For the well-dressed Tudor, the choice of what to wear carried layers of economic, social, and religious implications. While a court lady in the Tudor era may have had less variety in her wardrobe and fewer choices of color, fabric, and style, than a modern woman, what she wore each day represented a statement about her family, wealth, and even her religious and political leanings. For women of the Tudor court, fashion was political.
The French hood, brought into fashion by Anne Boleyn, represented a departure from the earlier English gabled hood and came to represent both Anne Boleyn’s political faction at court, as well as possible affiliation with the growing Protestant movement. In contrast, the English gabled hood came to be seen as the choice of the more conservative faction at court, and was prominently adopted by Jane Seymour, Anne’s successor as queen.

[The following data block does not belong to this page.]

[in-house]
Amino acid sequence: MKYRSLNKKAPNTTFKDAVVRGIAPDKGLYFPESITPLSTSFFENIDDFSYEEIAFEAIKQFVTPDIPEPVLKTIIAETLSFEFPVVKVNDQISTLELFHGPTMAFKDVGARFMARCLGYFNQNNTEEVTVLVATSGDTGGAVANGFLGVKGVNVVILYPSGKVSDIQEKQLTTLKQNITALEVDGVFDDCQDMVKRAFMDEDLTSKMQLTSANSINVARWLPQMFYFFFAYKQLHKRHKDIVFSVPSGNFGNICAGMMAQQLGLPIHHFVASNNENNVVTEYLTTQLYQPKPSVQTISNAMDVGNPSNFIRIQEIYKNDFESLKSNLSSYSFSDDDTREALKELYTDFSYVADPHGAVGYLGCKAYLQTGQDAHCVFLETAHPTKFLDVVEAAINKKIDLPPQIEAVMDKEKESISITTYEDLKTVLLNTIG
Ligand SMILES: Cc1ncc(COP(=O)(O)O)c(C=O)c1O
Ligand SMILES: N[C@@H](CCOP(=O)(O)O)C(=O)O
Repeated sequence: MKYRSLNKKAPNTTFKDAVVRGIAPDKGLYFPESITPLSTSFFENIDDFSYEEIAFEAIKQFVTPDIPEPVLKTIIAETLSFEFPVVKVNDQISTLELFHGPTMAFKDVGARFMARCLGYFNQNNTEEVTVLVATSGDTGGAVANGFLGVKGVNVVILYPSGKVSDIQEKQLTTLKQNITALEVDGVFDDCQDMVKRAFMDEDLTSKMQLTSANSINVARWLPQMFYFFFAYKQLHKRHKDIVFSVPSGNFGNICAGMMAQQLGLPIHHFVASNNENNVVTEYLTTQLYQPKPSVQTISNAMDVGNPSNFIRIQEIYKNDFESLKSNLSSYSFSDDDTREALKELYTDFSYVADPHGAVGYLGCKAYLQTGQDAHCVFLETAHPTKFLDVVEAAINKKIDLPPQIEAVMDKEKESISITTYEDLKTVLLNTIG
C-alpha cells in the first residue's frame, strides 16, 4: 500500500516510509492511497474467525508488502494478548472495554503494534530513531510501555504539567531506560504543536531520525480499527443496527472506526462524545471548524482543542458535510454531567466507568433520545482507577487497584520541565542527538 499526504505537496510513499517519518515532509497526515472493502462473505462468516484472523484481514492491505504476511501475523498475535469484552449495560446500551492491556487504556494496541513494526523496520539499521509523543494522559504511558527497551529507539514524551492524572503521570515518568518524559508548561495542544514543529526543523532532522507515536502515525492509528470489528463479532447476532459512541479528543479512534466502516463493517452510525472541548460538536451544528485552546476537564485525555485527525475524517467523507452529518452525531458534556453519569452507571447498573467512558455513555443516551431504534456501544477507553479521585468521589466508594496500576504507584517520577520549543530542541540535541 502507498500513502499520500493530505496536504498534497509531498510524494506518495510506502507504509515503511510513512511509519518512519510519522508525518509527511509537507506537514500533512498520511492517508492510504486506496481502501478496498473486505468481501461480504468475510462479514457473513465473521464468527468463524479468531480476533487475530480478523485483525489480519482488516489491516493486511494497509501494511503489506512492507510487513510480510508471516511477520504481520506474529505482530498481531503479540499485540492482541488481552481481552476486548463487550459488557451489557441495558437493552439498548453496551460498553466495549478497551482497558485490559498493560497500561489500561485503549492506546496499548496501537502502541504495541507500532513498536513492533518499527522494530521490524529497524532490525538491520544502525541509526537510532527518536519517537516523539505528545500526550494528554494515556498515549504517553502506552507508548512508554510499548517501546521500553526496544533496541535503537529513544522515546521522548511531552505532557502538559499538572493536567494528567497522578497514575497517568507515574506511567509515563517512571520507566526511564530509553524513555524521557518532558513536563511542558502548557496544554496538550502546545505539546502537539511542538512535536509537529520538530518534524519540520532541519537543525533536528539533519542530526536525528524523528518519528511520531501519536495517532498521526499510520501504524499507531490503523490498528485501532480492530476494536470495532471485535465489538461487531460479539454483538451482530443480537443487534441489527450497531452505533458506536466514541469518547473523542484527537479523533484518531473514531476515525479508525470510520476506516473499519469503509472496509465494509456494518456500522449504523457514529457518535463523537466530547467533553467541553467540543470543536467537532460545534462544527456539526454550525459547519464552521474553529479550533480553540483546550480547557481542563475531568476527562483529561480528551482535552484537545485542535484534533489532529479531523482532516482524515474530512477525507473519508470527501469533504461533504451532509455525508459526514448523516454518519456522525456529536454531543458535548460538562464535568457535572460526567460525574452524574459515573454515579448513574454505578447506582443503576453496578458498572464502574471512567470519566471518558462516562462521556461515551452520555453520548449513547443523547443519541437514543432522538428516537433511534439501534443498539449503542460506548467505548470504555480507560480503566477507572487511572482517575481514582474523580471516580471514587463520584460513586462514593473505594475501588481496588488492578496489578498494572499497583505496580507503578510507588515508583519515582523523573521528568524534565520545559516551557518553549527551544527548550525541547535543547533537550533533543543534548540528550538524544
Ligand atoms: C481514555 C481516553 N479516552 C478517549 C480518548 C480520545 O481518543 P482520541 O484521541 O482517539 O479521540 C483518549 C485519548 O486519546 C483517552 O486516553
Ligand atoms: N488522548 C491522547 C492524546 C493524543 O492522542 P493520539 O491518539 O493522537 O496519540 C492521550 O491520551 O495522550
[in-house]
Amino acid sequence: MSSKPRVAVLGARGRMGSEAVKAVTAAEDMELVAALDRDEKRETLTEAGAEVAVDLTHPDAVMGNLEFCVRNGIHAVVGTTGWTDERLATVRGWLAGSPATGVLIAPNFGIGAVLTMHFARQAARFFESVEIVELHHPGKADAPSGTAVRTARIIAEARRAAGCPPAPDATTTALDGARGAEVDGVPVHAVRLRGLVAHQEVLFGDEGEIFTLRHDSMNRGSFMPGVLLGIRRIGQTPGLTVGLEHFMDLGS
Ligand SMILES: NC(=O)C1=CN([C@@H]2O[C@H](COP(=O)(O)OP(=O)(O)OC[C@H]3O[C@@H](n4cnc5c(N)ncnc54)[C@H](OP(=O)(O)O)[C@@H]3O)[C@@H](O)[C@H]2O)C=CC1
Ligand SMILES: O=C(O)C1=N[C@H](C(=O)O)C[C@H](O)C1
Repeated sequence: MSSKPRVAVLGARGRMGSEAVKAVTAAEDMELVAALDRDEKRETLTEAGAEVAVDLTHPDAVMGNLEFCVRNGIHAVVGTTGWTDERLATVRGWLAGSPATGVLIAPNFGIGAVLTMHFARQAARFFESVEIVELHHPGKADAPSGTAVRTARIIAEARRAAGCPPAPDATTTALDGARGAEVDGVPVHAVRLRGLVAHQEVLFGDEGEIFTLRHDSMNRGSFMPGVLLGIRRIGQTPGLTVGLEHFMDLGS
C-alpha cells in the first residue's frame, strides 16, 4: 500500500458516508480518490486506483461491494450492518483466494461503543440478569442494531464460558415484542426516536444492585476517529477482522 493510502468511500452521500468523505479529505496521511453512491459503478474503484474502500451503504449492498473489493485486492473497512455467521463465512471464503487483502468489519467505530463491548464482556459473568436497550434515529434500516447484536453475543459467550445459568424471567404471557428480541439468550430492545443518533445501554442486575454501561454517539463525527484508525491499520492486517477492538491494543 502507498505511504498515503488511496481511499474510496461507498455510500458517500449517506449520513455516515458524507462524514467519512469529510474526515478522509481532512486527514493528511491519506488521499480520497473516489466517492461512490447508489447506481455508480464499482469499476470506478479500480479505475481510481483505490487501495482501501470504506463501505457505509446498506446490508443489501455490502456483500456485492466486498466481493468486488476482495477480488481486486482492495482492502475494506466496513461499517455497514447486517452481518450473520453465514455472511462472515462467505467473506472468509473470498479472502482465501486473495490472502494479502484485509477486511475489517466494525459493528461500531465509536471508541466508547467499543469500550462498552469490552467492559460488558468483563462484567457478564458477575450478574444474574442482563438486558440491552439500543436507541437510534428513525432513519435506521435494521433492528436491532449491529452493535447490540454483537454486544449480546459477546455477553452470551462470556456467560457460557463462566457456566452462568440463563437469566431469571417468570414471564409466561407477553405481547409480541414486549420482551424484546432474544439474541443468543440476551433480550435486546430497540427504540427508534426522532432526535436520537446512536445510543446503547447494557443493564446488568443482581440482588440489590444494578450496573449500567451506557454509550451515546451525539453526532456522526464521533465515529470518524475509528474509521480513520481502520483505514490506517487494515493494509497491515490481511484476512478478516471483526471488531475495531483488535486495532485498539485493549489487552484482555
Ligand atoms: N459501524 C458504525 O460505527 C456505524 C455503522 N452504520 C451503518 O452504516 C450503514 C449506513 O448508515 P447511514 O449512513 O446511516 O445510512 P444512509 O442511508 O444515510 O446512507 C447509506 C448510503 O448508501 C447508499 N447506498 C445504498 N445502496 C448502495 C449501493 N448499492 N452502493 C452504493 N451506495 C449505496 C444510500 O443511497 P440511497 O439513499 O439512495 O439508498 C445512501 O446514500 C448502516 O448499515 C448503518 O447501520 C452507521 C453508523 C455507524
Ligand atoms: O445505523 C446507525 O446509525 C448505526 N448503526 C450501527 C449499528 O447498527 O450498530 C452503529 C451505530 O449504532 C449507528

For this project, I chose to recreate both the English gabled hood and the French hood. Each hood is hand stitched of buckram, satin, silk, and velvet. The patterns are based on those published in The Tudor Tailor by Ninya Mikhalia and Jane Malcolm-Davies.